Teju Cole is a master chronicler of passage, crafting firsthand accounts of narrators wandering not just through physical space, but through remnants of history seen and unseen, through television lights reflected on windows and fragments of prayer, through anonymous lives observed on the street and the forgotten curses of those who have died. His short novel Every Day Is for the Thief focuses on his nameless narrator’s return to Nigeria after having been in the U.S. for many years. True to Cole’s style, the journey reveals not only the narrator’s internal reaction to returning to his family and his homeland, but also profound lessons about a place like Nigeria’s relationship to technology and economic development, as well as the resilience of the suffering and the poor.
“The love is very deep,” Cole says of the bustling capital city of Lagos, the heart of the novel. “But there is an unwillingness to pretend that everything is fine. Lagos is very hard on people who live there. It’s not simply tough; it’s just a little bit too far beyond the threshold of comfort.”
This discomfort is existential and pervades the novel, from the narrator’s early tangles with Nigerian bureaucracy as he attempts to secure his visa in the New York consulate office, to the ongoing attempts of the yahoo yahoo (online scammers) to extort money from easily suckered Americans, to a terrifying scene in which he and his family are held up and physically threatened by roving young men. It’s also a discomfort that Cole knows firsthand, as he spent much of his youth in Nigeria before moving to the United States (where he was born) to attend college in 1992.
Like the narrator, Cole returned to Nigeria after having been away for a number of years, and it is that process of getting reacquainted, of being simultaneously native and foreign, that permeates the book: again, the discomfort. In every interaction, in every attempt to get from point A to point B, there is the need to pay the usual bribe, to circumvent touts and somehow maneuver a way to safety. Still, in the novel’s most moving scenes—a moment when a child appears to the narrator while he is shaving or a late scene in which the narrator recalls a street full of carpenters working on coffins—there is a sense of the country’s larger history. There is the awareness that the narrator, like Cole himself, is not simply observing Nigeria in the present, but is breathing the collection of presents that have piled upon themselves in one place.
“I don’t know why it is, but there are some of us who are haunted by history,” Cole says. “Whether this is rooted in childhood psychology or something, some kind of inner loss, I don’t know. It is something that I experience every day….I love reading old newspapers and discovering lives that overlap in the exact same geographical space.”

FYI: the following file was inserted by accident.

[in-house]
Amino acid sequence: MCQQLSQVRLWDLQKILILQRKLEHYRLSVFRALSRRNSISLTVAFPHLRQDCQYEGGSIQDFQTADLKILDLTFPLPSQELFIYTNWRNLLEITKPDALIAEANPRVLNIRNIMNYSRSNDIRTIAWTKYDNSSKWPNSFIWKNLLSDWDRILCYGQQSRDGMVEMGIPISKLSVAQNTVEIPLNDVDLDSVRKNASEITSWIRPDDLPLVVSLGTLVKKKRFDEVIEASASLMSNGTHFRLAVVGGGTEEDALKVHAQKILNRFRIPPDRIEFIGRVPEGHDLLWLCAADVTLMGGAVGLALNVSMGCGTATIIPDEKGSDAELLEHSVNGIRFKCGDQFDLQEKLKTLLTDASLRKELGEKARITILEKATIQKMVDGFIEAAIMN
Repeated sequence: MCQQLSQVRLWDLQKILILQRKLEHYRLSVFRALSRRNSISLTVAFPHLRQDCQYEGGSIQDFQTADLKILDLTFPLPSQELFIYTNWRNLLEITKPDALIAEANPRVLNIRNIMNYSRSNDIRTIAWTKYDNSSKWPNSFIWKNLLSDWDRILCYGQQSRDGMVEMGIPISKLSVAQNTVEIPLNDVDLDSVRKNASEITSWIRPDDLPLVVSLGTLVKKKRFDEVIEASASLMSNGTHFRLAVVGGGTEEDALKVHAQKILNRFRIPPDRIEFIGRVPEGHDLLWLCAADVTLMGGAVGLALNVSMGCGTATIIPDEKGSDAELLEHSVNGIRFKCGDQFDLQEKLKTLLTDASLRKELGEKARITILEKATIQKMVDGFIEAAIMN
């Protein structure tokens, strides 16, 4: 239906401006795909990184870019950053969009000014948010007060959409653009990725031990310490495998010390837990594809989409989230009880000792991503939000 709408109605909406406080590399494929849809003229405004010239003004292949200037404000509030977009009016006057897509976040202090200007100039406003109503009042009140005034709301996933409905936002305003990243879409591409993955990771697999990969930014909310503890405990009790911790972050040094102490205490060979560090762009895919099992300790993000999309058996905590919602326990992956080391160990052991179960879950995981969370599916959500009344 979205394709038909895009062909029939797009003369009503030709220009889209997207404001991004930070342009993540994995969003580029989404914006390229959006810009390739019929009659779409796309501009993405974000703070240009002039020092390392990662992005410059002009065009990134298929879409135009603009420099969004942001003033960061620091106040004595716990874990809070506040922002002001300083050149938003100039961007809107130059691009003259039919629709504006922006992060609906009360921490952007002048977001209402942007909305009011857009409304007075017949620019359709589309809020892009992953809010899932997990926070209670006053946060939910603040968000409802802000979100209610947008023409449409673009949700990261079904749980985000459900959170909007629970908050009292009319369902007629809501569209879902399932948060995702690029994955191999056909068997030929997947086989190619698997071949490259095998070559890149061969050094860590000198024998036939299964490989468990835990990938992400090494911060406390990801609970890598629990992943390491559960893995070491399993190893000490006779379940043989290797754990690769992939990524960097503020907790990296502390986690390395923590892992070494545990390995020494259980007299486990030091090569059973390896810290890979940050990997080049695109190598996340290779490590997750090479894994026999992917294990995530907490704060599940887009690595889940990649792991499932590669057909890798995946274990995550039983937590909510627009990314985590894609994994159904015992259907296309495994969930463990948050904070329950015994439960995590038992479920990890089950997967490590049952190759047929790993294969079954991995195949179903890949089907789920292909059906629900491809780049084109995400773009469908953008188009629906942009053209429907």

This deciphering of the historical phantoms that linger in contemporary spaces is common to Cole’s work beyond Every Day Is for the Thief. His novel Open City, winner of the 2012 Hemingway Foundation/PEN Award for Debut Fiction, memorably features a narrator named Julius who is part flâneur, part cultural interpreter. In both works, Cole uses brilliant wit and a sharp sense of irony to deconstruct what he describes as “the dividends of democracy.” In Open City, that means coming to terms with the hypocrisies and anxieties of a post-9/11 New York City as the United States rushes to war, in no mood for critical thinking or an examination of the blood in its own history. For the narrator in Every Day, it means examining a post-military rule Nigeria, which is simultaneously full of promise and shackled by its own habits. For Cole, as it is for his narrators, it is in the act of passage, in walking and breathing and observing, that these worlds reveal themselves.
“The weird thing that happens is that I have an epiphany where I am not 100 percent in the present,” he explains. “If I am walking on the Lower East Side, I don’t feel like I am in 2014 all the time. I am aware of the fact that there are immigrants, Italian families, always slipping into those spaces all of the time.”
What is perhaps most compelling about Cole’s work is that, despite his near obsession with the historical, he is very much a voice of the present, reflecting, for example, both the uncertainty of its unfolding narrative and its reliance on technology. He is a prolific user of Twitter, posting several times a day and using the medium to broadcast everything from brutal political observation to deft humor (“Please, ‘writer’ is so offensive. I’m a text worker”). He also fashions miniaturized, but no less powerful, literary experiments, from ghazals to what he calls “small fates,” brief and knifelike summaries of often tragic and true events (“Joining the fight against AIDS, armed men in Edo carted away a shipment of anti-retroviral drugs”).
“You can still find a way to make your voice heard by the way you shape your sentences,” he says of his attraction to Twitter. “There is a potent energy if they have the right shape.”
Perhaps that is ultimately true not only of Cole’s presence on a medium like Twitter, but of his work in general, with its shaping not just of language, but of images (Cole is also a successful photographer who has exhibited internationally) and of historical notions and voices. There is a constant sensibility and consciousness in his work that manifests itself across different media as it not only captures history, but becomes history itself.
“I think that there is such a thing as the creative human element that will never go away. It allows us to read the Iliad with pleasure and listen to Beethoven with enlightenment and allows us to enjoy Radiohead and Kanye West,” he says. “However, it is a guarantee that the forms will change.”
David Garza lives in New York City.